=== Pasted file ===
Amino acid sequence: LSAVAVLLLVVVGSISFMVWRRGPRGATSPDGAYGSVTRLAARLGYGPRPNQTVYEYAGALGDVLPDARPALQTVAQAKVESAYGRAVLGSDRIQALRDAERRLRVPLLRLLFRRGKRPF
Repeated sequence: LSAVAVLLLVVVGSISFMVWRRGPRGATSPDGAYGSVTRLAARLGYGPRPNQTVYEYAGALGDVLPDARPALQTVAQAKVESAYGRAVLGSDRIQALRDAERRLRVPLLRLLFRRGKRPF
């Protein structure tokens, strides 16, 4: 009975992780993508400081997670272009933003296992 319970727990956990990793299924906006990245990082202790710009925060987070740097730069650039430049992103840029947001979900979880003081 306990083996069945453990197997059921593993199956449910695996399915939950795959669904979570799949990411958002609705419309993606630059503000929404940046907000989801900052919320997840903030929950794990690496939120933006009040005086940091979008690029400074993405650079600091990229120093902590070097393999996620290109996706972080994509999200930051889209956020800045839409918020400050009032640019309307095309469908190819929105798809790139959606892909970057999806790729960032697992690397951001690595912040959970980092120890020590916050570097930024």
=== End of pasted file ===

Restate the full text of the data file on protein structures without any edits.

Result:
Amino acid sequence: LSAVAVLLLVVVGSISFMVWRRGPRGATSPDGAYGSVTRLAARLGYGPRPNQTVYEYAGALGDVLPDARPALQTVAQAKVESAYGRAVLGSDRIQALRDAERRLRVPLLRLLFRRGKRPF
Repeated sequence: LSAVAVLLLVVVGSISFMVWRRGPRGATSPDGAYGSVTRLAARLGYGPRPNQTVYEYAGALGDVLPDARPALQTVAQAKVESAYGRAVLGSDRIQALRDAERRLRVPLLRLLFRRGKRPF
């Protein structure tokens, strides 16, 4: 009975992780993508400081997670272009933003296992 319970727990956990990793299924906006990245990082202790710009925060987070740097730069650039430049992103840029947001979900979880003081 306990083996069945453990197997059921593993199956449910695996399915939950795959669904979570799949990411958002609705419309993606630059503000929404940046907000989801900052919320997840903030929950794990690496939120933006009040005086940091979008690029400074993405650079600091990229120093902590070097393999996620290109996706972080994509999200930051889209956020800045839409918020400050009032640019309307095309469908190819929105798809790139959606892909970057999806790729960032697992690397951001690595912040959970980092120890020590916050570097930024």